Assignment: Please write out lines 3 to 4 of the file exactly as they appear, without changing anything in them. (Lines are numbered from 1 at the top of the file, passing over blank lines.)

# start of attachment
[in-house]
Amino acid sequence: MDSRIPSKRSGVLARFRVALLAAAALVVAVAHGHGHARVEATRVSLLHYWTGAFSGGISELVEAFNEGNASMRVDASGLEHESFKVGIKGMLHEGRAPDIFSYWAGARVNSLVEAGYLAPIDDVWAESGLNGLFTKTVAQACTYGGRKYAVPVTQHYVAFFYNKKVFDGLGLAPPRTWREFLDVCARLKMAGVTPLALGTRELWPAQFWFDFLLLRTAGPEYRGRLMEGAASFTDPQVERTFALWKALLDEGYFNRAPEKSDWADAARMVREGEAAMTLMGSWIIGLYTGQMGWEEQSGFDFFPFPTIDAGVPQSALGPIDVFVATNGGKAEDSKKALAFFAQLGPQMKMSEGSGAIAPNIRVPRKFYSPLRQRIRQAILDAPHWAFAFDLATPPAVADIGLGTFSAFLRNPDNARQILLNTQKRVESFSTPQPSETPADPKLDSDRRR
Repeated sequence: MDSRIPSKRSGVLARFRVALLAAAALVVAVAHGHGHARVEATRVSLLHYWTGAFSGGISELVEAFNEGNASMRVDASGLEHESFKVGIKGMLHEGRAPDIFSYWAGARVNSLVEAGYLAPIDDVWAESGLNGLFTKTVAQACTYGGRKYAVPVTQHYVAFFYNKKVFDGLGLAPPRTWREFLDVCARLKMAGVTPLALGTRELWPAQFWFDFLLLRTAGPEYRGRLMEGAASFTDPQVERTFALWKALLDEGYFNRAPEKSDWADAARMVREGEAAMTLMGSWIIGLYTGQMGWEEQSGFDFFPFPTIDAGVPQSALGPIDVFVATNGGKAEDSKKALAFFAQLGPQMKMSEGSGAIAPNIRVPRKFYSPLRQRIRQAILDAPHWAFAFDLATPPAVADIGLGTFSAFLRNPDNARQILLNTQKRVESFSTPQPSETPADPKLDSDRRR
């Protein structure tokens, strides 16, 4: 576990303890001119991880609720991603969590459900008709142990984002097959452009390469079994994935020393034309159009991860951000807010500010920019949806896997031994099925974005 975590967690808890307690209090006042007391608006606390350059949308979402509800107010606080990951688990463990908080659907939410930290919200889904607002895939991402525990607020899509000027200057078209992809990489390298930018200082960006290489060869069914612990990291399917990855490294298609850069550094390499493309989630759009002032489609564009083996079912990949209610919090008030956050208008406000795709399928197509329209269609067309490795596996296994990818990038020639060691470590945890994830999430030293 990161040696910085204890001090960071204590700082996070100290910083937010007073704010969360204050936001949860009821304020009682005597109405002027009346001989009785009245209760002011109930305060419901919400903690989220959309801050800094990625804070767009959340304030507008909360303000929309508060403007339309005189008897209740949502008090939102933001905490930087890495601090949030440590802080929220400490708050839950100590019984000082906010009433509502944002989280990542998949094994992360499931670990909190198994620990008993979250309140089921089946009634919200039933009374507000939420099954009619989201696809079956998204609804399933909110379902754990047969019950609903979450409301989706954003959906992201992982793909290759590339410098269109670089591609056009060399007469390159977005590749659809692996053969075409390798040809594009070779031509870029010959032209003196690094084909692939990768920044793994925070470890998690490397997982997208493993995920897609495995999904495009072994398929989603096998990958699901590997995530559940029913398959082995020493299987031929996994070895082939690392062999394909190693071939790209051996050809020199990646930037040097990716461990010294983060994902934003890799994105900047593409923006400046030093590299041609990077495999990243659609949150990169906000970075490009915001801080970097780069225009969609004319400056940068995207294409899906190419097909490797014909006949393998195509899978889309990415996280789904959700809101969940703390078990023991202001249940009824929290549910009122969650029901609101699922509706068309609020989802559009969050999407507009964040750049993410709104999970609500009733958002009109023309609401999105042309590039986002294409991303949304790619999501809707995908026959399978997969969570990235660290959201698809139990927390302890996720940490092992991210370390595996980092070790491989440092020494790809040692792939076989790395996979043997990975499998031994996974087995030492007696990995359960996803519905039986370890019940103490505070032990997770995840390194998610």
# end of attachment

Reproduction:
Repeated sequence: MDSRIPSKRSGVLARFRVALLAAAALVVAVAHGHGHARVEATRVSLLHYWTGAFSGGISELVEAFNEGNASMRVDASGLEHESFKVGIKGMLHEGRAPDIFSYWAGARVNSLVEAGYLAPIDDVWAESGLNGLFTKTVAQACTYGGRKYAVPVTQHYVAFFYNKKVFDGLGLAPPRTWREFLDVCARLKMAGVTPLALGTRELWPAQFWFDFLLLRTAGPEYRGRLMEGAASFTDPQVERTFALWKALLDEGYFNRAPEKSDWADAARMVREGEAAMTLMGSWIIGLYTGQMGWEEQSGFDFFPFPTIDAGVPQSALGPIDVFVATNGGKAEDSKKALAFFAQLGPQMKMSEGSGAIAPNIRVPRKFYSPLRQRIRQAILDAPHWAFAFDLATPPAVADIGLGTFSAFLRNPDNARQILLNTQKRVESFSTPQPSETPADPKLDSDRRR
């Protein structure tokens, strides 16, 4: 576990303890001119991880609720991603969590459900008709142990984002097959452009390469079994994935020393034309159009991860951000807010500010920019949806896997031994099925974005 975590967690808890307690209090006042007391608006606390350059949308979402509800107010606080990951688990463990908080659907939410930290919200889904607002895939991402525990607020899509000027200057078209992809990489390298930018200082960006290489060869069914612990990291399917990855490294298609850069550094390499493309989630759009002032489609564009083996079912990949209610919090008030956050208008406000795709399928197509329209269609067309490795596996296994990818990038020639060691470590945890994830999430030293 990161040696910085204890001090960071204590700082996070100290910083937010007073704010969360204050936001949860009821304020009682005597109405002027009346001989009785009245209760002011109930305060419901919400903690989220959309801050800094990625804070767009959340304030507008909360303000929309508060403007339309005189008897209740949502008090939102933001905490930087890495601090949030440590802080929220400490708050839950100590019984000082906010009433509502944002989280990542998949094994992360499931670990909190198994620990008993979250309140089921089946009634919200039933009374507000939420099954009619989201696809079956998204609804399933909110379902754990047969019950609903979450409301989706954003959906992201992982793909290759590339410098269109670089591609056009060399007469390159977005590749659809692996053969075409390798040809594009070779031509870029010959032209003196690094084909692939990768920044793994925070470890998690490397997982997208493993995920897609495995999904495009072994398929989603096998990958699901590997995530559940029913398959082995020493299987031929996994070895082939690392062999394909190693071939790209051996050809020199990646930037040097990716461990010294983060994902934003890799994105900047593409923006400046030093590299041609990077495999990243659609949150990169906000970075490009915001801080970097780069225009969609004319400056940068995207294409899906190419097909490797014909006949393998195509899978889309990415996280789904959700809101969940703390078990023991202001249940009824929290549910009122969650029901609101699922509706068309609020989802559009969050999407507009964040750049993410709104999970609500009733958002009109023309609401999105042309590039986002294409991303949304790619999501809707995908026959399978997969969570990235660290959201698809139990927390302890996720940490092992991210370390595996980092070790491989440092020494790809040692792939076989790395996979043997990975499998031994996974087995030492007696990995359960996803519905039986370890019940103490505070032990997770995840390194998610």